Montreal ‘Meals Pirate’ feeds a whole lot to the east of the town proper on its doorstep

Up to 300 people visit Raïs Zaidi’s house in eastern Montreal three nights a week.

“My place in front of my house is now better known,” said Zaidi, who can often be seen with a battered three-cornered hat on his long dreadlocks.

“The whole neighborhood knows about it.”

Zaidi is called “Le Pirate Vert” or “Food Pirate” in English. Together with his partner, he devotes himself to feeding the needy and not only works with non-profit organizations, but also alone – he is setting up a food distribution station in front of his house on Dézéry Street in Hochelaga-Maisonneuve, which has gained popularity in recent months.

“I give excess food to those who need it for free,” he said.

He collects donations from food banks, grocers, and grocery stores across the Montreal area. He visits some companies and organizations regularly, but only visits others when they contact him to offer overstock or goods that are about to expire.

“Usually we get enough to fill a small cube-type truck,” said Zaidi. “There could be weeks where we could get pallets of things. We could get 50 boxes of green peppers.”

But what he collects is varied and it’s hit-and-miss. He gets everything from hygiene products to fresh fruit to canned food. Sometimes his collection falls short, sometimes he is overwhelmed by donations.

From dumpster diving to trucking around town

Zaidi started out as a dumpster diver in 2011 and that’s when he realized how much food is thrown away.

He later found out about a food bank in the West End which, once its members have been fed, throws away their excess groceries.

Zaidi decided it was time to take action. He started building a network of donors in and around Montreal. He and his partner drive far and wide to load their van and bring it back to Zaidi’s apartment to give away the food.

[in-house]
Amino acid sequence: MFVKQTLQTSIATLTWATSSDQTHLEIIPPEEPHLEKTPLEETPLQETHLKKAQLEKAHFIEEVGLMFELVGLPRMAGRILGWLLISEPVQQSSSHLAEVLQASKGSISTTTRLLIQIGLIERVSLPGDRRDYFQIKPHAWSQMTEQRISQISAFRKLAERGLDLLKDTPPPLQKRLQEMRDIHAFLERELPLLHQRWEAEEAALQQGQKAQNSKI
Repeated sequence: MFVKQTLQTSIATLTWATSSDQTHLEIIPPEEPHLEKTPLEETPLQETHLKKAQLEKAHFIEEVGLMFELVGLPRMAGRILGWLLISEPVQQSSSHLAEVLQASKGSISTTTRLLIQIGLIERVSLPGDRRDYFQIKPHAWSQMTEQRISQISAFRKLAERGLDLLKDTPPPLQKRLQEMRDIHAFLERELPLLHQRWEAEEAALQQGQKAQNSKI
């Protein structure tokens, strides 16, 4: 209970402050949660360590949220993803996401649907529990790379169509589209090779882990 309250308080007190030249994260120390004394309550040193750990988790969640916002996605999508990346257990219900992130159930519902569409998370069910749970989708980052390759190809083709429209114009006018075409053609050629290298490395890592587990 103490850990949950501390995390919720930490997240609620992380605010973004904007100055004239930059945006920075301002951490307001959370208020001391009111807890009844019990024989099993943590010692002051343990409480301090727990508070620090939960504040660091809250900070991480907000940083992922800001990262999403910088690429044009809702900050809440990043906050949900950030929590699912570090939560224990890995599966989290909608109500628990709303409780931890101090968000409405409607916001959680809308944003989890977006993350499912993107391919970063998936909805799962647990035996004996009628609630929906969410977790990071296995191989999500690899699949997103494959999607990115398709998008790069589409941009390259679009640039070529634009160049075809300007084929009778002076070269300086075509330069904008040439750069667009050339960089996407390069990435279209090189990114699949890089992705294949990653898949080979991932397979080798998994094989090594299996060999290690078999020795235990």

At first his neighbors were suspicious of all the people who came by to get food. But at some point they realized that it was for a good cause, says Zaidi, and now some of them are tackling.

Many Montreal organizations have groceries to give away, he says, but not everyone can afford to travel to every location. So he acts as a middleman and ensures that those in need are taken care of.

“We’re trying to fill the missing gap between those who have to give the food and those who want it,” he said.

Before the pandemic broke out, he says most of the people using his service were from the area.

Raïs Zaidi, right, loads a cube with excess inventory at the Banque Alimentaire d’Anjou. (Sharon Yonan-Renold / CBC)

However, after nearly a year of public health restrictions that paralyzed parts of the province’s economy, zaidi is seeing a sharp surge in demand.

“More and more people from all over town are writing to me, ‘Oh, how does it work? Do I have to live nearby? Can I pick it up? ‘”Said Zaidi.

“Every two days someone comes to write or ask.

People come by car, others on foot, he says. They’re all ages, and it’s hard to tell why they’re looking for food just by looking at them, he says. He does not judge, but assumes that they are there because they need food.

Zaidi only asks that no one hoards what he has to offer.

Donations have declined since the holidays, but Zaidi and his partner are doing everything they can to provide food for those in need.

So that nothing is wasted, even with blackboards

Serge Gingras, who works as the logistics coordinator at Banque Alimentaire d’Anjou, said Zaidi’s efforts are helping to ensure that no food is thrown away.

“It is important for us not to waste anything,” said Gringas. “If we can help these people, that’s great.”

Gringas said the food bank was receiving large quantities of food and filling emergency baskets. Everything that is left is picked up by Zaidi and his partner.

Food aid is needed in the community because of the high demand, says Gringas. There’s a need for food donations and volunteers, he says.

“If you don’t know what to do with your life because it’s a pandemic, try volunteering,” Gringas said, noting that he started out as a volunteer before becoming a staff member.

“Volunteering is good for your health.”

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